May 16th, 2016 marked the launch of equity crowdfunding. Like any new opportunity, Title III saw its fair share of critics and promoters. Instead of arguing about something that hadn't actually started, we decided to wait and look at what the numbers said.
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Franchising has been coined as “An American success story”. IFA president Steven Caldiera said “Independent, locally owned small-business men and women, including more veterans and minorities, who own and operate establishments...are growing faster than other businesses. They are creating more jobs at a faster pace than other businesses and they are also producing more sales growth than other businesses."
If you’re a tech enthusiast interested in options for supporting startups, you might be trying to discern the difference between Kickstarter or Indiegogo and equity crowdfunding. Traditional equity crowdfunding sites facilitate the ability for “backers” to donate money to campaigns in exchange for perks, like sample products or tee shirts. Platforms using Regulation CF facilitate the sale of a form of equity in private companies to investors.
May was an exciting month for startups and investors! The thirty-two largest funding rounds reported by CrunchBase totaled over nine billion dollars in investments.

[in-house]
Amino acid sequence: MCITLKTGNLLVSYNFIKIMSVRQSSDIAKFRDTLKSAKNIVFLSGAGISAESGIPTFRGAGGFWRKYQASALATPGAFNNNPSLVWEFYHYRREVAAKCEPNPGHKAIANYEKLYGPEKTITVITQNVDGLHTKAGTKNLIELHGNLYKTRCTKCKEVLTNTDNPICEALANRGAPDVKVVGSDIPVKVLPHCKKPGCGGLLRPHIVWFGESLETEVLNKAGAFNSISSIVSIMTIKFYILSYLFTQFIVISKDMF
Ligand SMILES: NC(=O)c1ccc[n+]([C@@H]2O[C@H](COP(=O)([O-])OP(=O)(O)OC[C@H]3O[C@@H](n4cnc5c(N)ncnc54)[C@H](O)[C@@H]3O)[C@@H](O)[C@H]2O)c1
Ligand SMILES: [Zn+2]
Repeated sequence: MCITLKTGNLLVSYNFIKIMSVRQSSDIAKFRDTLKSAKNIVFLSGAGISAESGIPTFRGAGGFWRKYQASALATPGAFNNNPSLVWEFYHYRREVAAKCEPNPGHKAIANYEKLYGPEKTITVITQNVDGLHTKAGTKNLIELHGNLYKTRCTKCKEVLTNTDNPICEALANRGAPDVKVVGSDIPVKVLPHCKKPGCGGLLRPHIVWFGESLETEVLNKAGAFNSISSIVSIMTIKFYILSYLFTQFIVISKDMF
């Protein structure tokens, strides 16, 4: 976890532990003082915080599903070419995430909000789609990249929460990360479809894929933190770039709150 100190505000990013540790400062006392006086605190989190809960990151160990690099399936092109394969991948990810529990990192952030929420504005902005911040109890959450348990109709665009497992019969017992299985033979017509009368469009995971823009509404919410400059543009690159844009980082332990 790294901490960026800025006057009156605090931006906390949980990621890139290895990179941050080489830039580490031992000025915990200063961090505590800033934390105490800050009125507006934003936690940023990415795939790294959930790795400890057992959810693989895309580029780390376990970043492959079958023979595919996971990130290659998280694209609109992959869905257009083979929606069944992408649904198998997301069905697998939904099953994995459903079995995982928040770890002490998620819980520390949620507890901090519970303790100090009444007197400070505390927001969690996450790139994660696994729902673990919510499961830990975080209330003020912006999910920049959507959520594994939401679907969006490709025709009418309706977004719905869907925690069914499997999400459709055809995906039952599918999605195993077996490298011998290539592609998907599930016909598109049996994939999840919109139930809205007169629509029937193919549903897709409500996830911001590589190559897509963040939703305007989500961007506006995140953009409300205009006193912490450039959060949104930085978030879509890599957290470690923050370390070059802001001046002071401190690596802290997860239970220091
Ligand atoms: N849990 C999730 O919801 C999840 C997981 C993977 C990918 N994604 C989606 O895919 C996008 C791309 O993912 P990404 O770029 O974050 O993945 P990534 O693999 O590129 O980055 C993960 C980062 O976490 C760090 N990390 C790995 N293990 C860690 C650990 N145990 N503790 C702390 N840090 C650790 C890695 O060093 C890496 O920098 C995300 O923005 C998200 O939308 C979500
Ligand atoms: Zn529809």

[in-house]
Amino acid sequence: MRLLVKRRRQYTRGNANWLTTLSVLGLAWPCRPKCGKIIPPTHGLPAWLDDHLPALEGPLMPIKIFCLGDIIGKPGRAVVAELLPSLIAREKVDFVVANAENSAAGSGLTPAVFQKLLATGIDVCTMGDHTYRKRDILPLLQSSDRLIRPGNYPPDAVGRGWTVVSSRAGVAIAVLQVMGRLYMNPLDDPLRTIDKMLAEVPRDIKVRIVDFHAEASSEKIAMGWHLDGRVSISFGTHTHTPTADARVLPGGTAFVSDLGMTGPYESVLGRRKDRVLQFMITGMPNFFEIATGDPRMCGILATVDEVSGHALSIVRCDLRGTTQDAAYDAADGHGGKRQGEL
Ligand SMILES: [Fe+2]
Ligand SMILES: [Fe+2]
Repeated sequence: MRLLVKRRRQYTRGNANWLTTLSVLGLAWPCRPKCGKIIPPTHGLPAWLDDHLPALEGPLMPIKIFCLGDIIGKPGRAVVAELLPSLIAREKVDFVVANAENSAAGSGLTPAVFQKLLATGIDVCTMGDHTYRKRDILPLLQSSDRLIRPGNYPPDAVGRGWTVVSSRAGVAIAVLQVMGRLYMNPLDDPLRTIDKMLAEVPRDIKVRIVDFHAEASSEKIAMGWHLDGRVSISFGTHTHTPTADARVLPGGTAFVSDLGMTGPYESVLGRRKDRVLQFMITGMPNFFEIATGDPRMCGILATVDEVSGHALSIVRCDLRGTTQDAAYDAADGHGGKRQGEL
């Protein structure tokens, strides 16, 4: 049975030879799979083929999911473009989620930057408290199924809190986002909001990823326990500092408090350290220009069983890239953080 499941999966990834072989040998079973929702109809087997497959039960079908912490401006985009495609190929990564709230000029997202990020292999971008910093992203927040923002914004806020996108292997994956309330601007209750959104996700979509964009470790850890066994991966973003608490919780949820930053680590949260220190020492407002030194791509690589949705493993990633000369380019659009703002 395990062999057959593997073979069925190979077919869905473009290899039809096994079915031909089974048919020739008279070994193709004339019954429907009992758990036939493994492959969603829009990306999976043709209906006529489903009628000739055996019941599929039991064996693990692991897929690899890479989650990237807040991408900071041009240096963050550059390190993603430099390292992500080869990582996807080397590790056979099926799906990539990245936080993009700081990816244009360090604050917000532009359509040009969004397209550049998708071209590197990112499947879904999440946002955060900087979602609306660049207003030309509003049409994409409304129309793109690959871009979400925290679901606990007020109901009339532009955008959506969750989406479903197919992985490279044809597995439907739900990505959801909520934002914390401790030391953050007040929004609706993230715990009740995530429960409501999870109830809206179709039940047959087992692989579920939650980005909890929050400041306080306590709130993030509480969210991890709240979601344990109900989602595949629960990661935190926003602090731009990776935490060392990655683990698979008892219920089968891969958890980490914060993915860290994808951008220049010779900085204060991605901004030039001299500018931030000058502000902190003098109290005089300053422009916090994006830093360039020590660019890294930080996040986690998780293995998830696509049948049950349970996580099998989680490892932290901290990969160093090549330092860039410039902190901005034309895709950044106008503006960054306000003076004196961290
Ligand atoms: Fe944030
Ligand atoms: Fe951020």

The biggest concerns about equity crowdfunding revolve around cap table management, red tape, and perception.
With Reg CF, companies will be able to raise up to $1 million from the crowd within a 12 month period, and they will be required to follow certain regulations dealing with transparency and reporting. FlashFunders has streamlined the process to make compliance easy and simple.
For the first time, in almost a century, anyone can invest in private companies. With the public stock market prices at an all-time high and bond yields historically low, startups offer an exciting new way to diversify your investment portfolio.
- Companies used to create much of their value after selling shares on the public stock market.
- Because of technology and new regulations, companies can now raise most of the capital they need from private investors. They don’t have as immediate of a need as they once did.
- New rules in effect May 16, 2016 allow anyone over the age of 18 to purchase shares in private companies.
The 2012 JOBS Act and upcoming Title III enactment has and will further impact the early-stage startup capital raising process, as well as broaden investor access to early-stage investment opportunities. In Vincent Bradley's article "The Dangers (and Rewards) of Investing in a Startup" published by The Street, he examines the various risks and benefits that come with these new regulations.
Team FlashFunders believes successful investors are made, not born. Whether you’re considering making your first early stage investment, or you’re a seasoned tech investor, ongoing education is crucial to staying relevant.
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